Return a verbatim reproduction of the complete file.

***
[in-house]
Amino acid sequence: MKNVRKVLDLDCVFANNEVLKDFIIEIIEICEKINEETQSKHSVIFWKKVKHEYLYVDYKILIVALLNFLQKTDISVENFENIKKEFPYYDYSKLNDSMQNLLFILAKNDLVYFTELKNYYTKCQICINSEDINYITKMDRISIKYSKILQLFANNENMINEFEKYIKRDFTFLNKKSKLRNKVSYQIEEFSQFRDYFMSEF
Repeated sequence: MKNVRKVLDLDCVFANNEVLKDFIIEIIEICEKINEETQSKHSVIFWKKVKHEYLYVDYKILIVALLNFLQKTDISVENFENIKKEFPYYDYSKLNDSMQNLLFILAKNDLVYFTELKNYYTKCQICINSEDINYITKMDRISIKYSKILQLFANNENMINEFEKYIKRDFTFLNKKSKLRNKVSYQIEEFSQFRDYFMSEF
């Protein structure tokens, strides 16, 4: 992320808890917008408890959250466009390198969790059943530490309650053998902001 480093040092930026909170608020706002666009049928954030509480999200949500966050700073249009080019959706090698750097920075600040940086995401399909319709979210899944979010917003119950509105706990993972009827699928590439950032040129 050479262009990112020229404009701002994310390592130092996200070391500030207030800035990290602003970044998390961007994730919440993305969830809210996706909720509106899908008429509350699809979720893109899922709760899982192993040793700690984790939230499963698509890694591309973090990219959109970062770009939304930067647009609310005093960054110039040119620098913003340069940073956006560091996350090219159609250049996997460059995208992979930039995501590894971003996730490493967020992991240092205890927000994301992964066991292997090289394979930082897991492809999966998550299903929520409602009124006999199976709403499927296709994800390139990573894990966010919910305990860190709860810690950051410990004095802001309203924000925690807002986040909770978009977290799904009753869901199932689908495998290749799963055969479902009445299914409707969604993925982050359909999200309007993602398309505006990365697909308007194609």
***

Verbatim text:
[in-house]
Amino acid sequence: MKNVRKVLDLDCVFANNEVLKDFIIEIIEICEKINEETQSKHSVIFWKKVKHEYLYVDYKILIVALLNFLQKTDISVENFENIKKEFPYYDYSKLNDSMQNLLFILAKNDLVYFTELKNYYTKCQICINSEDINYITKMDRISIKYSKILQLFANNENMINEFEKYIKRDFTFLNKKSKLRNKVSYQIEEFSQFRDYFMSEF
Repeated sequence: MKNVRKVLDLDCVFANNEVLKDFIIEIIEICEKINEETQSKHSVIFWKKVKHEYLYVDYKILIVALLNFLQKTDISVENFENIKKEFPYYDYSKLNDSMQNLLFILAKNDLVYFTELKNYYTKCQICINSEDINYITKMDRISIKYSKILQLFANNENMINEFEKYIKRDFTFLNKKSKLRNKVSYQIEEFSQFRDYFMSEF
């Protein structure tokens, strides 16, 4: 992320808890917008408890959250466009390198969790059943530490309650053998902001 480093040092930026909170608020706002666009049928954030509480999200949500966050700073249009080019959706090698750097920075600040940086995401399909319709979210899944979010917003119950509105706990993972009827699928590439950032040129 050479262009990112020229404009701002994310390592130092996200070391500030207030800035990290602003970044998390961007994730919440993305969830809210996706909720509106899908008429509350699809979720893109899922709760899982192993040793700690984790939230499963698509890694591309973090990219959109970062770009939304930067647009609310005093960054110039040119620098913003340069940073956006560091996350090219159609250049996997460059995208992979930039995501590894971003996730490493967020992991240092205890927000994301992964066991292997090289394979930082897991492809999966998550299903929520409602009124006999199976709403499927296709994800390139990573894990966010919910305990860190709860810690950051410990004095802001309203924000925690807002986040909770978009977290799904009753869901199932689908495998290749799963055969479902009445299914409707969604993925982050359909999200309007993602398309505006990365697909308007194609």